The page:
16 February 2019
Taikang can help Sotheby’s grow in China while Sotheby’s strong brand and credibility in the global auction market will help the Chinese company expand overseas. Photo: Sotheby’s
Taikang can help Sotheby’s grow in China while Sotheby’s strong brand and credibility in the global auction market will help the Chinese company expand overseas. Photo: Sotheby’s

Sotheby’s new biggest shareholder from China

What can HK$1.8 billion buy? Maybe several large diamonds, a couple of rare paintings in Sotheby’s auctions, or a stake in the world’s top auction house itself, which is what mainland insurer Taikang Life Insurance Co did.

Run by Chen Dongsheng, the grandson-in-law of Mao Zedong, Taikang has recently built up a 13.5 percent stake in Sotheby’s at an estimated cost of US$230 million, or about HK$1.8 billion.

Taikang is now the biggest shareholder of Sotheby’s.

The auction house’s board had met with Taikang’s executives and “warmly welcome their support of Sotheby’s strategic initiatives”.

The deal appears to be mutually beneficial. Taikang can leverage on Sotheby’s 272-year-old track record and expand into the international market, while Sotheby’s stand a better chance to beat its arch rival Christie’s in the mainland market.

Together with Anbang Insurance and Qianhai Life Insurance, Taikang is considered one of China’s top fast-rising private insurers.

All of them have been aggressively snapping up assets both at home and abroad.

As the eighth largest insurer in the country, Taikang has over 830 billion yuan (US$125 billion) in assets under management and the firm reported premium income in excess of 78.1 billion yuan last year.

Compared with its fast-growing new shareholder, Sotheby’s has been suffering from intense competition and lackluster economic growth in Europe and the United States.

Its auction turnover dropped 3 percent to US$5.02 billion last year from the previous year. Net profit slumped 63 percent to US$43.7 million during the period and is expected to decline further to US$30 million this year.

Taikang’s purchase boosted the market value of Sotheby’s to the current level of US$2.2 billion, almost double the level before Taikang started to accumulate its shares.

Taikang now owns 7.92 million shares or 13.5 percent of Sotheby’s, making it the largest shareholder.

The second to the sixth biggest shareholders are all fund management firms, with stakes ranging from 5 to 11 percent.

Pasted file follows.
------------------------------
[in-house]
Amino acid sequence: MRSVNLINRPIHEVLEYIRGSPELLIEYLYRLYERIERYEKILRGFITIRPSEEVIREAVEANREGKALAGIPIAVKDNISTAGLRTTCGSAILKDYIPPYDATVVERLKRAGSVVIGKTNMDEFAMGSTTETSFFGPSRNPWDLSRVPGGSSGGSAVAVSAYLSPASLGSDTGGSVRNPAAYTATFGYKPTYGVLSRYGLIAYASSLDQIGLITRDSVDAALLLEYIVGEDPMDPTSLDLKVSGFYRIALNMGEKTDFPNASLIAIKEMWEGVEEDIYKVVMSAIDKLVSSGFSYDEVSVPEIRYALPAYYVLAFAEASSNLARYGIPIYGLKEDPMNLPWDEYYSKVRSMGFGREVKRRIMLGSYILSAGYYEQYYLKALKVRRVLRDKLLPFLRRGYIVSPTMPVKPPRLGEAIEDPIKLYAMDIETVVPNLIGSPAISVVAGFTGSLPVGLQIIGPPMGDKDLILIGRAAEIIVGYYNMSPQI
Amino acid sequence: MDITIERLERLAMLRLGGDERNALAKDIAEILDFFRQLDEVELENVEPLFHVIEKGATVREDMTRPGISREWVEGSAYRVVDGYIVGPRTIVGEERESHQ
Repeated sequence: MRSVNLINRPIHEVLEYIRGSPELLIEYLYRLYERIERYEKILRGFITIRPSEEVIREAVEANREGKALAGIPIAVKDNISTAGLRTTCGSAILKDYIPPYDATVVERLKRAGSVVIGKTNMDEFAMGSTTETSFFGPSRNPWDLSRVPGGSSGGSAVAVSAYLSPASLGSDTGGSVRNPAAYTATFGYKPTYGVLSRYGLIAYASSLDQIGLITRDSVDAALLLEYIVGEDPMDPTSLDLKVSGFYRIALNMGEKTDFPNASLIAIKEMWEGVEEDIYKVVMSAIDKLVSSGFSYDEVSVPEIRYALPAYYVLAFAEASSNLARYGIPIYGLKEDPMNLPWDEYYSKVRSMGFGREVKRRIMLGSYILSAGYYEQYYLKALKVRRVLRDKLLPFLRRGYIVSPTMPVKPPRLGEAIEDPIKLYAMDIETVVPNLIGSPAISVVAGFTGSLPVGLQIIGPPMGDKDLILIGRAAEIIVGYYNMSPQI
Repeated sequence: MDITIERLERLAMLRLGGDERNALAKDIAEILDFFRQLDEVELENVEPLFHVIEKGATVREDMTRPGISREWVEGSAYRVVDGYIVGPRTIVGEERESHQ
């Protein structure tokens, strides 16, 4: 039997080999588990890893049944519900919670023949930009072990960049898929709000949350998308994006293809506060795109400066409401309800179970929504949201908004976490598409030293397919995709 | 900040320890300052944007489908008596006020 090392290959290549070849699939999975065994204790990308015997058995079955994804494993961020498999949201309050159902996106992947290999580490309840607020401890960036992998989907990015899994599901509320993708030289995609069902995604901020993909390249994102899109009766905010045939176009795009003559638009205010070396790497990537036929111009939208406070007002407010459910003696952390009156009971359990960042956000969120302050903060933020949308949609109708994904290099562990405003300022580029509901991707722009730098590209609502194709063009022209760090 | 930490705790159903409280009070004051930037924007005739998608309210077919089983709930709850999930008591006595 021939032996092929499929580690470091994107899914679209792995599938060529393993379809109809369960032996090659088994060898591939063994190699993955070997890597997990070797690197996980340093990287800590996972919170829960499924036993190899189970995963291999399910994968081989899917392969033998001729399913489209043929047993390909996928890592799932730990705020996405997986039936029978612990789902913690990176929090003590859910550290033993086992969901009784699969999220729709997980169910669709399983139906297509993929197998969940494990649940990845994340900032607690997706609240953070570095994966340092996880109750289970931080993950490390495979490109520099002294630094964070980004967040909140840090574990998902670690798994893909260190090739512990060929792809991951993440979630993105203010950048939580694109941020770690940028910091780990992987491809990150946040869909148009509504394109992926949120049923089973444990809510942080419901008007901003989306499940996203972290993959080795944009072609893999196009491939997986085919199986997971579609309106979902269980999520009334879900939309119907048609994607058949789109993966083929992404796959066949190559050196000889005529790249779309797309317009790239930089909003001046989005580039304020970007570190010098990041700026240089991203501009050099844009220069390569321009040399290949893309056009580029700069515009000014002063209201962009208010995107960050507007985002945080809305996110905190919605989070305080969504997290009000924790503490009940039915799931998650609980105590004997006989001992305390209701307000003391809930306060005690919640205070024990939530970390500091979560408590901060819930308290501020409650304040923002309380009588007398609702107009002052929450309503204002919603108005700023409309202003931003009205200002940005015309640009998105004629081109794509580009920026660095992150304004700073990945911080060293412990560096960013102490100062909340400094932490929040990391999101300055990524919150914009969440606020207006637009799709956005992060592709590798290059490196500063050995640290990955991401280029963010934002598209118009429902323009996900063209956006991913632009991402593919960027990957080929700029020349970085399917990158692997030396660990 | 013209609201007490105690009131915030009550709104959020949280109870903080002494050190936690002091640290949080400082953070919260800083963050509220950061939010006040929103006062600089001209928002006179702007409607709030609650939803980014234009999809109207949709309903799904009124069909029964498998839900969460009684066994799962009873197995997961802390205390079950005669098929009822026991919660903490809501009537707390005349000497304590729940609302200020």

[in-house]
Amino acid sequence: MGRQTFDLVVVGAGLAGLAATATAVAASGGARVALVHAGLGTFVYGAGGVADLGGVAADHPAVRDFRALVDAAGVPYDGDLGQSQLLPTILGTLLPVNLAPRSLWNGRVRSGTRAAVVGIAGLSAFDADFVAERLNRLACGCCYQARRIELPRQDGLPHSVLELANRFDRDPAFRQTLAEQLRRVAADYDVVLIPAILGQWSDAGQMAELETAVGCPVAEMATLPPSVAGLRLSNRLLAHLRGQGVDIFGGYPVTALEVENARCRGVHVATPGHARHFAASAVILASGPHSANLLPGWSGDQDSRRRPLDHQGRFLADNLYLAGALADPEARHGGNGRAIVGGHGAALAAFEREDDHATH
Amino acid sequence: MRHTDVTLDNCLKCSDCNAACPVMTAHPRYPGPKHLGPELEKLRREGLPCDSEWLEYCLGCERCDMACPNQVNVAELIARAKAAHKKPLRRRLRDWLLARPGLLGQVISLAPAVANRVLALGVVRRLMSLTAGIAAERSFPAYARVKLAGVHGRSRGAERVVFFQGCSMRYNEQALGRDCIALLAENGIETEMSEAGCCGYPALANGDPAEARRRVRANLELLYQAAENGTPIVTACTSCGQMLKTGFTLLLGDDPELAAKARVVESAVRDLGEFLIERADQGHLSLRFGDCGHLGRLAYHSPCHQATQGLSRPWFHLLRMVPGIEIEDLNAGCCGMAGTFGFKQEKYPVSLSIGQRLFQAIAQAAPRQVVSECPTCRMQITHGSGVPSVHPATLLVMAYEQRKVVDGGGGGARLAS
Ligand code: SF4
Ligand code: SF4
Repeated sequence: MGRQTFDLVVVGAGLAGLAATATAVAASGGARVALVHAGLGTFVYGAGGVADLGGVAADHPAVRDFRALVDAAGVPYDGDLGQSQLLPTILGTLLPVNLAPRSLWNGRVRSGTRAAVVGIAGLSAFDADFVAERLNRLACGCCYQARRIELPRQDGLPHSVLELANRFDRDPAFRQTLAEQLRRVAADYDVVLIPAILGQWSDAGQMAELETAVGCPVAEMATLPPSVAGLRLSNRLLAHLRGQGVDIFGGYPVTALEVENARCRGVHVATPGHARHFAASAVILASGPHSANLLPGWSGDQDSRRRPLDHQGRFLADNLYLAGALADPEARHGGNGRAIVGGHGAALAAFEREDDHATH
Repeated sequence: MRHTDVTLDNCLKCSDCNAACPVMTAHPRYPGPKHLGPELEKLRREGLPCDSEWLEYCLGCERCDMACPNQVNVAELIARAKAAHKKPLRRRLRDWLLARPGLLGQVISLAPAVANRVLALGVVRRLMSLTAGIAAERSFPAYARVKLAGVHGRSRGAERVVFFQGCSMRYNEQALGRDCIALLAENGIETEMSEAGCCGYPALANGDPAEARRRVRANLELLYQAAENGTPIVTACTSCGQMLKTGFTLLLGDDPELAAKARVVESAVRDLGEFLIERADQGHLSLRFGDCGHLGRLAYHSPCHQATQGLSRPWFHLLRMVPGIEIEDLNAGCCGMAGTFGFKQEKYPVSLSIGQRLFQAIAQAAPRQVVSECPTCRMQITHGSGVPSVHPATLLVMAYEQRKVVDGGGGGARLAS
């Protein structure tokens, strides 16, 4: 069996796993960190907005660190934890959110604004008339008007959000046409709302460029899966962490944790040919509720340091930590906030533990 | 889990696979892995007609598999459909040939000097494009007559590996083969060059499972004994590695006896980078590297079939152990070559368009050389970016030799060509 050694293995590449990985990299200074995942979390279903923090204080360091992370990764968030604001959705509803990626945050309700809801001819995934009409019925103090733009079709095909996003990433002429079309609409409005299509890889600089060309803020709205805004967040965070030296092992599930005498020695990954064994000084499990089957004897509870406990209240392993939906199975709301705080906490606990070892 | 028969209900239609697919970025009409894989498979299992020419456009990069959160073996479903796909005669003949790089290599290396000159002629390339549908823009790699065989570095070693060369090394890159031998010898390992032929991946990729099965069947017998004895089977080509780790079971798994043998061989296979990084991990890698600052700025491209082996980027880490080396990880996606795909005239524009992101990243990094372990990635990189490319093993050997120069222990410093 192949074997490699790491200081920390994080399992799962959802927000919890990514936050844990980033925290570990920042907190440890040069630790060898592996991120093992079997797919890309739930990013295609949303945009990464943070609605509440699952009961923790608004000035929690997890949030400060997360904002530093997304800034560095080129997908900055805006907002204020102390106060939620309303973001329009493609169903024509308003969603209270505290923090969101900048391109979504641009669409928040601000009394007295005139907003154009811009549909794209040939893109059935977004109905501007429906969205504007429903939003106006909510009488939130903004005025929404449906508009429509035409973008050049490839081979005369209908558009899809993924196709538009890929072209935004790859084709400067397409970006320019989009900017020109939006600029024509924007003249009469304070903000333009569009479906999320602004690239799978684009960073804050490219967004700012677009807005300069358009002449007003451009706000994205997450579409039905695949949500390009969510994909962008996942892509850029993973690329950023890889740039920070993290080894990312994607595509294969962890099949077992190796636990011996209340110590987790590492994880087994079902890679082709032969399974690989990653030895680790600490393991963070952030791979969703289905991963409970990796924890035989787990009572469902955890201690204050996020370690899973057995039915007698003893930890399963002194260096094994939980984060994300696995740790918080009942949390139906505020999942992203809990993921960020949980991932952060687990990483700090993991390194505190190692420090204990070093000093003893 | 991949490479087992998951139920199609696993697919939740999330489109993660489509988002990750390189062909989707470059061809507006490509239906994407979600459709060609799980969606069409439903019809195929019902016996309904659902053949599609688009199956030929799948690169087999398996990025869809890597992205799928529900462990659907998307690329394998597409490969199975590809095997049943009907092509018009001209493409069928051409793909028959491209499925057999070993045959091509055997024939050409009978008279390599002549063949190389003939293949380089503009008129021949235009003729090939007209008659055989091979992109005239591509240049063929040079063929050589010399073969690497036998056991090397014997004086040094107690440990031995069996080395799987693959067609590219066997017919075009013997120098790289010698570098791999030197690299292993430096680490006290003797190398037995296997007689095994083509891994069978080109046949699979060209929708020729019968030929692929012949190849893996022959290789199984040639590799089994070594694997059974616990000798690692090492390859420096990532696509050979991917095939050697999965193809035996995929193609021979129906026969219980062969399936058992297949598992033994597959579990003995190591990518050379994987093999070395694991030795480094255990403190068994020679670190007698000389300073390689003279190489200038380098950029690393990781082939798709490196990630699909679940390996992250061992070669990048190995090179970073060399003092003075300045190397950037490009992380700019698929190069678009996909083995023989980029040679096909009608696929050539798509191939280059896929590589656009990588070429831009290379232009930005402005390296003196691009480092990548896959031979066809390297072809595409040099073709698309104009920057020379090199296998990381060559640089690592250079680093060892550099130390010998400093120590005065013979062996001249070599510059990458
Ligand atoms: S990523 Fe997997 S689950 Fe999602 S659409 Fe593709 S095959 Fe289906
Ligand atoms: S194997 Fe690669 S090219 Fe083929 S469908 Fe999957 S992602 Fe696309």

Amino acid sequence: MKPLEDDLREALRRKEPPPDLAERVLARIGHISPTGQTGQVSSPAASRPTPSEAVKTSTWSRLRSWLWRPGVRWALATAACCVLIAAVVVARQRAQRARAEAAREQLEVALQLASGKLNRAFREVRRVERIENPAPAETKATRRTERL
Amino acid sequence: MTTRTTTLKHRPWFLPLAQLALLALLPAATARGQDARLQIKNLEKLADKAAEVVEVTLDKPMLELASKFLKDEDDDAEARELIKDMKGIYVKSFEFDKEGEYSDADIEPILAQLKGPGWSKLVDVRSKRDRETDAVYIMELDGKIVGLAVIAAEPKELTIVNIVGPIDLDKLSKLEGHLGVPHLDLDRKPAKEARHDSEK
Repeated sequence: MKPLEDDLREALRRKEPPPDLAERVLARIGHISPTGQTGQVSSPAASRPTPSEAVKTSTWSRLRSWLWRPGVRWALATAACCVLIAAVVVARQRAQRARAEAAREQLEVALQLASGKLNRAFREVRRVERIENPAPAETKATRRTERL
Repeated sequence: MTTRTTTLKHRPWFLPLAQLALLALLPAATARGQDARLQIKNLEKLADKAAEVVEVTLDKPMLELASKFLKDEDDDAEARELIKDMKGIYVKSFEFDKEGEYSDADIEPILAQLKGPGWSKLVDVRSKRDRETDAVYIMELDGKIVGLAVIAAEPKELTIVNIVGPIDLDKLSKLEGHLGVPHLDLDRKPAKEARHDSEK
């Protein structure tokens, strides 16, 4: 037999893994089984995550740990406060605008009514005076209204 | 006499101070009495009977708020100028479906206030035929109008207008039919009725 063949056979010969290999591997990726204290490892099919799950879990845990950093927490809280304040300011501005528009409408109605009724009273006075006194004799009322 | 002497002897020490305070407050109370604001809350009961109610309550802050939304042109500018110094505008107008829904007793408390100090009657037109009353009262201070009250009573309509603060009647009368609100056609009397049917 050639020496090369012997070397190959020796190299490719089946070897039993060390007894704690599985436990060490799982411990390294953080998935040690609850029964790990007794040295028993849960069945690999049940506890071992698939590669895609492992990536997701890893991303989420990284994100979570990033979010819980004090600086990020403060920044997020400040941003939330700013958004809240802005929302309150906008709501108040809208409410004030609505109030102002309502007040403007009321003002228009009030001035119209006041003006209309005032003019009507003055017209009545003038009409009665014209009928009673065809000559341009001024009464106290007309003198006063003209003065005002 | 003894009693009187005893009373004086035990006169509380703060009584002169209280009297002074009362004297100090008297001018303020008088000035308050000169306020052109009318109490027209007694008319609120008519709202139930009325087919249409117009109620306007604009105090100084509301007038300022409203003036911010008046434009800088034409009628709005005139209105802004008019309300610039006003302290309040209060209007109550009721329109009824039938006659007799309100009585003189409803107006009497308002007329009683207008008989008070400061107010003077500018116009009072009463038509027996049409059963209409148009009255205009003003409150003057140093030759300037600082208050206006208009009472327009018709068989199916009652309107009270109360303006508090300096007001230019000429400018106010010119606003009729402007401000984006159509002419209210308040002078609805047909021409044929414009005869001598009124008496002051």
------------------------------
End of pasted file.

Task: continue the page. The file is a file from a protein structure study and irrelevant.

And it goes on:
Cheng is also the founder of China Guardian Auctions Co. Ltd., the nation’s second-largest auction house specializing in Chinese antiques and calligraphy.

Guardian actually owns 24 percent of Taikang, so the deal can also be viewed as Guardian’s indirect investment in Sotheby’s.

In China’ auction market, Poly Culture is the top player (03636.HK), which reported auction revenue of 8.7 billion yuan last year.

Guardian is in second place with revenue of 4.5 billion yuan.

Both Sotheby’s and Christie’s have failed to make significant inroads in China as they lack the network to attract domestic buyers and get consignments from collection owners.

Still, Poly and Guardian need to tap into the global market and explore the high-end market.

It might take a long time if they try to build up reputation and expertise by themselves. Acquiring a global auction house is a short cut, which is precisely what Guardian is doing now.

So HK$1.8 billion is quite a bargain.

Given that the deal has been applauded by Sotheby’s management and both sides have reached a consensus on future corporate strategies, it’s quite possible that Taikang may further boost its stake in Sotheby’s, especially when other shareholders are all financial investors and none of them have a major stake.

It’s quite ironic that the Cultural Revolution started by Mao Zedong was a nightmare for Chinese arts and culture.

However, his grandson-in-law now runs the nation’s second-largest auction house, and may one day control the world’s largest auction house.

This article appeared in the Hong Kong Economic Journal on Aug. 15.

Translation by Julie Zhu with additional reporting

[Chinese version 中文版]

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Hong Kong Economic Journal columnist

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